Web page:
On Wed, Jul 19, 2017 at 7:00 PM, Robert Haas <robertmh...@gmail.com> wrote:
> On Wed, Jul 19, 2017 at 11:23 AM, Brian Faherty
> <anothergenericu...@gmail.com> wrote:
>>   I was working with replication and recovery the other day and noticed that
>> there were scenarios where I could cause multiple servers to enter the same
>> timeline while possibly having divergent data. One such scenario is Master A
>> and Replica B are both on timeline 1. There is an event that causes Replica
>> B to become promoted which changes it to timeline 2. Following this, you
>> perform a restore on Master A to a point before the event happened. Once
>> Postgres completes this recovery on Master A, it will switch over to
>> timeline 2. There are now WAL files that have been written to timeline 2
>> from both servers.
>> From this scenario, I would like to suggest considering using non-sequential
>> timelines. From what I have investigated so far, I believe the *.history
>> files in the WAL directory already have all the timelines id's in them and
>> are in order. If we could make those timeline ids to be a bit more
>> unique/random, and still rely on the ordering in the *.history file, I think
>> this would help prevent multiple servers on the same timeline with divergent
>> data.

It seems to me that you are missing one piece here: the history files
generated at the moment of the timeline bump. When recovery finishes,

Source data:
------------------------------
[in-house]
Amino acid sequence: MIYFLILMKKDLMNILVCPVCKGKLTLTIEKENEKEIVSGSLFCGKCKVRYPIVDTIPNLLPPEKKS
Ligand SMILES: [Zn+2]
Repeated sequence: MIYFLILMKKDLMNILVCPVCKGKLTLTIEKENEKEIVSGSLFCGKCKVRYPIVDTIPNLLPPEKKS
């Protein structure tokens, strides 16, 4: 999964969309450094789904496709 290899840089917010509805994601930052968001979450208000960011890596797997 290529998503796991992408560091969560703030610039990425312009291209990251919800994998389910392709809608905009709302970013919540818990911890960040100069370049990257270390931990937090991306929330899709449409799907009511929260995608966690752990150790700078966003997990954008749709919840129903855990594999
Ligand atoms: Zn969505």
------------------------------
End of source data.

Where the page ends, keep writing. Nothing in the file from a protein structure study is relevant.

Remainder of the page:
an instance scans the archives or from the instances it is streaming
from for history files, and chooses a timeline number that does not
match existing ones. So you are trying to avoid a problem that can
easily be solved with a proper archive for example.

>> I was hoping to begin a conversation on whether or not non-sequential
>> timelines are a good idea before I looked at the code around timelines.
> It's interesting that you bring this up.  I've also wondered why we
> don't use random TLIs.  I suppose I'm internally assuming that it's
> because the people who wrote the code are far more brilliant and
> knowledgeable of this area than I could ever be and that doing
> anything else would create some kind of awful problem, but maybe
> that's not so.

I am not the only who worked on that, but the result code is a tad
more simple, as it is possible to guess more easily some hierarchy for
the timelines, of course with the history files at hand.

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